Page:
University of St. Andrews, United Kingdom
Exploiting disordered optical systems for optofluidics
Transmission of light waves through disordered materials introduces randomization of intensity, phase and polarization into the signal. This renders many light based applications including imaging, optical micro-fabrication or manipulation impossible unless the initial light-waves are engineered to eliminate these randomizing effects.
Recent advances based upon computer holography allowed controllable propagation of light even through entirely randomizing systems such as diffusers, tissues or multimode waveguides. Moreover, it was shown that disorder could considerably enhance performance of imaging and other techniques. We will introduce these principles into optofluidic environments. Delivery of light via multimode waveguides is of a particular importance for these considerations, as it would eliminate a need for high NA optical access into the microfluidic channels and reactors. At the same time this may allow very compact lab-on-a-chip implementation of optofluidic environments.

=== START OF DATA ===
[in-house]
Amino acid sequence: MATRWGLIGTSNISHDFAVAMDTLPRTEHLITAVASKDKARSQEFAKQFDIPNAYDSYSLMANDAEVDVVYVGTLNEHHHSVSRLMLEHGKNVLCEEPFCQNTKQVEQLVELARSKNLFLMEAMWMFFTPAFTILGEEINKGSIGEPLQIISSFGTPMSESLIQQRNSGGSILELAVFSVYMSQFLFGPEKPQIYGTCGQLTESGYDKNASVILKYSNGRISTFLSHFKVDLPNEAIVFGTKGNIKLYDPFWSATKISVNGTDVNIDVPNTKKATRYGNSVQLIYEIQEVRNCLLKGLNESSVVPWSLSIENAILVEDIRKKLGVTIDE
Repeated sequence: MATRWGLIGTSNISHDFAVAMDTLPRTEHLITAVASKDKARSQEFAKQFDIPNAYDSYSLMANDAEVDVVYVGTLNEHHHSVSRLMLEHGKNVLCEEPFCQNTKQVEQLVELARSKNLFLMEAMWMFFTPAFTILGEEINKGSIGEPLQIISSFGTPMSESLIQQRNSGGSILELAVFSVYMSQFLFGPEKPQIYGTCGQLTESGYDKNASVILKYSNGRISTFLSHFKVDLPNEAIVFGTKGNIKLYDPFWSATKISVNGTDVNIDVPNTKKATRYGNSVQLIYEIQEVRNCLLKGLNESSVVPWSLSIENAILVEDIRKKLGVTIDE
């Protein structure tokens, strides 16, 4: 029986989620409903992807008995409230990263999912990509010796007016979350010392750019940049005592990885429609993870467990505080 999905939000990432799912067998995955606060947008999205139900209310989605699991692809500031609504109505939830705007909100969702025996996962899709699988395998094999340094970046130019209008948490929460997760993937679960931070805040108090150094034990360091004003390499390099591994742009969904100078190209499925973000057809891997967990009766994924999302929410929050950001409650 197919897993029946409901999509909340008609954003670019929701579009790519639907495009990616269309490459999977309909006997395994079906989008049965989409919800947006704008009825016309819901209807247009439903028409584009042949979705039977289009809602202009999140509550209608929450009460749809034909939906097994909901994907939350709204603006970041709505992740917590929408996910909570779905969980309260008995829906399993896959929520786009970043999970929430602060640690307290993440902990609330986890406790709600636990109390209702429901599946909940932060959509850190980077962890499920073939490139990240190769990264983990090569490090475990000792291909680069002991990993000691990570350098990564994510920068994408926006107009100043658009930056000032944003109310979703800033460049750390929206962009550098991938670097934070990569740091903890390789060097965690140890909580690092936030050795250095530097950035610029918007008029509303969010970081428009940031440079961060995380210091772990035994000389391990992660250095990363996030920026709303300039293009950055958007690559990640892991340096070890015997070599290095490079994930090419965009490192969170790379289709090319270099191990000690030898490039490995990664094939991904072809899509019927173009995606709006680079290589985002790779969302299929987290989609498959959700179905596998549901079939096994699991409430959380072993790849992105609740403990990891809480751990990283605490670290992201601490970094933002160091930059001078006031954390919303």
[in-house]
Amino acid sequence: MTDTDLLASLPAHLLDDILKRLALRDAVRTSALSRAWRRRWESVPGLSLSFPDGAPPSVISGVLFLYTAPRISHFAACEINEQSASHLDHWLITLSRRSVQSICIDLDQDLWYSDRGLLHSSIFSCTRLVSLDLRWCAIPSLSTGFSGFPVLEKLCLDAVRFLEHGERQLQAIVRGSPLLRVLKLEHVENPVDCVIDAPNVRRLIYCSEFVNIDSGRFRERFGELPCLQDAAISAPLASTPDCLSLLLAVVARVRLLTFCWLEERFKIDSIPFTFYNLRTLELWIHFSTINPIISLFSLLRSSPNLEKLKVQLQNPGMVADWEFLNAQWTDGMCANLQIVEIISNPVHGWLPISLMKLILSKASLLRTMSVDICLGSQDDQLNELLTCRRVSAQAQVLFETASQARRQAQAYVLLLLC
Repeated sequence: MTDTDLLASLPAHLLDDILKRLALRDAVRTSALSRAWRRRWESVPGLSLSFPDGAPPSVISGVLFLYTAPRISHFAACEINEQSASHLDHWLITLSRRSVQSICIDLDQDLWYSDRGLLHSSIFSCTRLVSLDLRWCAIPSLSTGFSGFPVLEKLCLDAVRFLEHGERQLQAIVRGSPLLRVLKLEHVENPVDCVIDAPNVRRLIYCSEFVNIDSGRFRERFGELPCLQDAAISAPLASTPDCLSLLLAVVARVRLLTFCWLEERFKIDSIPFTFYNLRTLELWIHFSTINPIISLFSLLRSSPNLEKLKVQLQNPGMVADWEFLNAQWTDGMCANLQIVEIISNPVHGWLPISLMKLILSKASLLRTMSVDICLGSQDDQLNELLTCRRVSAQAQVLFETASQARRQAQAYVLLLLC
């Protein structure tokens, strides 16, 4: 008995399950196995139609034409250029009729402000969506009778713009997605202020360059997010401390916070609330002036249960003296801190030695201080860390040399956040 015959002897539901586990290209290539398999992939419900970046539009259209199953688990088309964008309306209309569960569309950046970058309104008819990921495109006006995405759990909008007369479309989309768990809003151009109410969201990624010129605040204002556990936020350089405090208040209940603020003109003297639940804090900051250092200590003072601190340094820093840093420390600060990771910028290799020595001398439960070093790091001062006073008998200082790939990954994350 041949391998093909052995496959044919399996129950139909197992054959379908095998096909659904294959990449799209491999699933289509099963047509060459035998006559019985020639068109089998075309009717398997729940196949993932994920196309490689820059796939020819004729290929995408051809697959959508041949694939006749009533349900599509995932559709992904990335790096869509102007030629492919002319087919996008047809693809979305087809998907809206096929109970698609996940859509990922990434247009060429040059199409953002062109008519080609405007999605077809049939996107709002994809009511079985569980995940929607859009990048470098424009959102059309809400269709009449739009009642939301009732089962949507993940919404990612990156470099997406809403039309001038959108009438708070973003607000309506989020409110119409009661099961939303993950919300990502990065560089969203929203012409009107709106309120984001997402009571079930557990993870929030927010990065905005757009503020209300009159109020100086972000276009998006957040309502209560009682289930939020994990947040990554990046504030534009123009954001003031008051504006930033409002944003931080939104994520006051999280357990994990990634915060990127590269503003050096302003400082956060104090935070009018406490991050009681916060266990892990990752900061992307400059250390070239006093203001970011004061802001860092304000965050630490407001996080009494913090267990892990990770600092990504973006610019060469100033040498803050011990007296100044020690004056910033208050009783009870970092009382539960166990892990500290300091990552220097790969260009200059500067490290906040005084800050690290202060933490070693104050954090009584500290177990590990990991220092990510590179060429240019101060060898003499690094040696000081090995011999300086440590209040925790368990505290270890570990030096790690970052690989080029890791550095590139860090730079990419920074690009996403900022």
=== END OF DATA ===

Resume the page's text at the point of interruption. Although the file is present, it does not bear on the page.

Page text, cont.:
University of St. Andrews, University of Dundee, SUPA PaLS
WG3: Materials (soft, bio and nano) and technologies for optofluidic devices